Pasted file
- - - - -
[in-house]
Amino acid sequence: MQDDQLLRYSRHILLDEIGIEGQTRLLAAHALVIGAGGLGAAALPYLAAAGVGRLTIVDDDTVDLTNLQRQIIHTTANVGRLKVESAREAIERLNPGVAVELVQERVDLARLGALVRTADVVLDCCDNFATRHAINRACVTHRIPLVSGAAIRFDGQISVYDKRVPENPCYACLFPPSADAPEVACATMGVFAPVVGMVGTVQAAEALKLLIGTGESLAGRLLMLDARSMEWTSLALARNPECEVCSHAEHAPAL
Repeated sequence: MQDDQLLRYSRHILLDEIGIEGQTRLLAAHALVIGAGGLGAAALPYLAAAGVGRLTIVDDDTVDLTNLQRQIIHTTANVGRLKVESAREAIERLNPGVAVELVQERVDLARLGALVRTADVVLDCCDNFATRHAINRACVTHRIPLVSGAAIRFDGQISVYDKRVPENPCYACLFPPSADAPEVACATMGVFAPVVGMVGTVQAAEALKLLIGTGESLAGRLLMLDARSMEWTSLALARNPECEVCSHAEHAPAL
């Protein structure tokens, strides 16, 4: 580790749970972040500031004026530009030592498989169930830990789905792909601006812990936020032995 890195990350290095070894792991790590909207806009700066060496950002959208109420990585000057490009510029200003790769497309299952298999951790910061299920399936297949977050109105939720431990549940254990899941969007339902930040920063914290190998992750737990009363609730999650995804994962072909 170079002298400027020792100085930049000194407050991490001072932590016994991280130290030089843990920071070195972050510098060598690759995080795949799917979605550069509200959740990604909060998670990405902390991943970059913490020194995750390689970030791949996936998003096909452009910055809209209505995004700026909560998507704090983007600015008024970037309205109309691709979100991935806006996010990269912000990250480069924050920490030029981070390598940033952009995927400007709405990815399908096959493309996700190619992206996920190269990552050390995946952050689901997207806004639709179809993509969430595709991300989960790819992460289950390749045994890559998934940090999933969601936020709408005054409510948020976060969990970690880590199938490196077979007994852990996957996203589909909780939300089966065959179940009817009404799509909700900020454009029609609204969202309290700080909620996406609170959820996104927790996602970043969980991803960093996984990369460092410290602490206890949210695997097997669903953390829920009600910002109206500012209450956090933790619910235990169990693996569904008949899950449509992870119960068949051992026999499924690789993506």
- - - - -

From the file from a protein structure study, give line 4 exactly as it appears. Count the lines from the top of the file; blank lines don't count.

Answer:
């Protein structure tokens, strides 16, 4: 580790749970972040500031004026530009030592498989169930830990789905792909601006812990936020032995 890195990350290095070894792991790590909207806009700066060496950002959208109420990585000057490009510029200003790769497309299952298999951790910061299920399936297949977050109105939720431990549940254990899941969007339902930040920063914290190998992750737990009363609730999650995804994962072909 170079002298400027020792100085930049000194407050991490001072932590016994991280130290030089843990920071070195972050510098060598690759995080795949799917979605550069509200959740990604909060998670990405902390991943970059913490020194995750390689970030791949996936998003096909452009910055809209209505995004700026909560998507704090983007600015008024970037309205109309691709979100991935806006996010990269912000990250480069924050920490030029981070390598940033952009995927400007709405990815399908096959493309996700190619992206996920190269990552050390995946952050689901997207806004639709179809993509969430595709991300989960790819992460289950390749045994890559998934940090999933969601936020709408005054409510948020976060969990970690880590199938490196077979007994852990996957996203589909909780939300089966065959179940009817009404799509909700900020454009029609609204969202309290700080909620996406609170959820996104927790996602970043969980991803960093996984990369460092410290602490206890949210695997097997669903953390829920009600910002109206500012209450956090933790619910235990169990693996569904008949899950449509992870119960068949051992026999499924690789993506």